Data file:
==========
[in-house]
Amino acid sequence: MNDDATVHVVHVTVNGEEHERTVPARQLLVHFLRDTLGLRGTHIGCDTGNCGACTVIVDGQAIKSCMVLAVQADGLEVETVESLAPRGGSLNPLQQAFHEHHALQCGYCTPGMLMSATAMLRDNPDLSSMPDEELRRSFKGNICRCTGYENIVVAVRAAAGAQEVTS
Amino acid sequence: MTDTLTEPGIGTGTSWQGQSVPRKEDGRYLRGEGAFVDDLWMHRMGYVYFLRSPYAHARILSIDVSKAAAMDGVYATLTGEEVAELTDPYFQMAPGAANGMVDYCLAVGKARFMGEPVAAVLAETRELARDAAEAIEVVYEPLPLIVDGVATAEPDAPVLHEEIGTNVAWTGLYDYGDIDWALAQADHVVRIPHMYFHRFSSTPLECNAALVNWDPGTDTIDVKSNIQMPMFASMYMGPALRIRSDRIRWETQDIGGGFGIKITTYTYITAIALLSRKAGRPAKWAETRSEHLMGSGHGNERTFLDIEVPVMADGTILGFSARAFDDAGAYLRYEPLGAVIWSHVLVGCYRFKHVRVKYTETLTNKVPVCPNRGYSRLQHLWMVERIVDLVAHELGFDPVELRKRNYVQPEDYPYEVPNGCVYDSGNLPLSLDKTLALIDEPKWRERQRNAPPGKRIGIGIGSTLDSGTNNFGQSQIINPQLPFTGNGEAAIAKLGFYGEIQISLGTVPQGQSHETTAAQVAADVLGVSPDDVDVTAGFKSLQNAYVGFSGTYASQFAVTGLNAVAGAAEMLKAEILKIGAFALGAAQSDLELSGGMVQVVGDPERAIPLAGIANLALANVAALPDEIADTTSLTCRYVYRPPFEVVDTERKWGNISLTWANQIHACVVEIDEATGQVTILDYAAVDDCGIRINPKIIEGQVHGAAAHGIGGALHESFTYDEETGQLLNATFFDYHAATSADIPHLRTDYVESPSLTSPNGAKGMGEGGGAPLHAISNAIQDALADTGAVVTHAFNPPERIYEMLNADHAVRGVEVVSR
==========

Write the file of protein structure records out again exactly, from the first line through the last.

[in-house]
Amino acid sequence: MNDDATVHVVHVTVNGEEHERTVPARQLLVHFLRDTLGLRGTHIGCDTGNCGACTVIVDGQAIKSCMVLAVQADGLEVETVESLAPRGGSLNPLQQAFHEHHALQCGYCTPGMLMSATAMLRDNPDLSSMPDEELRRSFKGNICRCTGYENIVVAVRAAAGAQEVTS
Amino acid sequence: MTDTLTEPGIGTGTSWQGQSVPRKEDGRYLRGEGAFVDDLWMHRMGYVYFLRSPYAHARILSIDVSKAAAMDGVYATLTGEEVAELTDPYFQMAPGAANGMVDYCLAVGKARFMGEPVAAVLAETRELARDAAEAIEVVYEPLPLIVDGVATAEPDAPVLHEEIGTNVAWTGLYDYGDIDWALAQADHVVRIPHMYFHRFSSTPLECNAALVNWDPGTDTIDVKSNIQMPMFASMYMGPALRIRSDRIRWETQDIGGGFGIKITTYTYITAIALLSRKAGRPAKWAETRSEHLMGSGHGNERTFLDIEVPVMADGTILGFSARAFDDAGAYLRYEPLGAVIWSHVLVGCYRFKHVRVKYTETLTNKVPVCPNRGYSRLQHLWMVERIVDLVAHELGFDPVELRKRNYVQPEDYPYEVPNGCVYDSGNLPLSLDKTLALIDEPKWRERQRNAPPGKRIGIGIGSTLDSGTNNFGQSQIINPQLPFTGNGEAAIAKLGFYGEIQISLGTVPQGQSHETTAAQVAADVLGVSPDDVDVTAGFKSLQNAYVGFSGTYASQFAVTGLNAVAGAAEMLKAEILKIGAFALGAAQSDLELSGGMVQVVGDPERAIPLAGIANLALANVAALPDEIADTTSLTCRYVYRPPFEVVDTERKWGNISLTWANQIHACVVEIDEATGQVTILDYAAVDDCGIRINPKIIEGQVHGAAAHGIGGALHESFTYDEETGQLLNATFFDYHAATSADIPHLRTDYVESPSLTSPNGAKGMGEGGGAPLHAISNAIQDALADTGAVVTHAFNPPERIYEMLNADHAVRGVEVVSR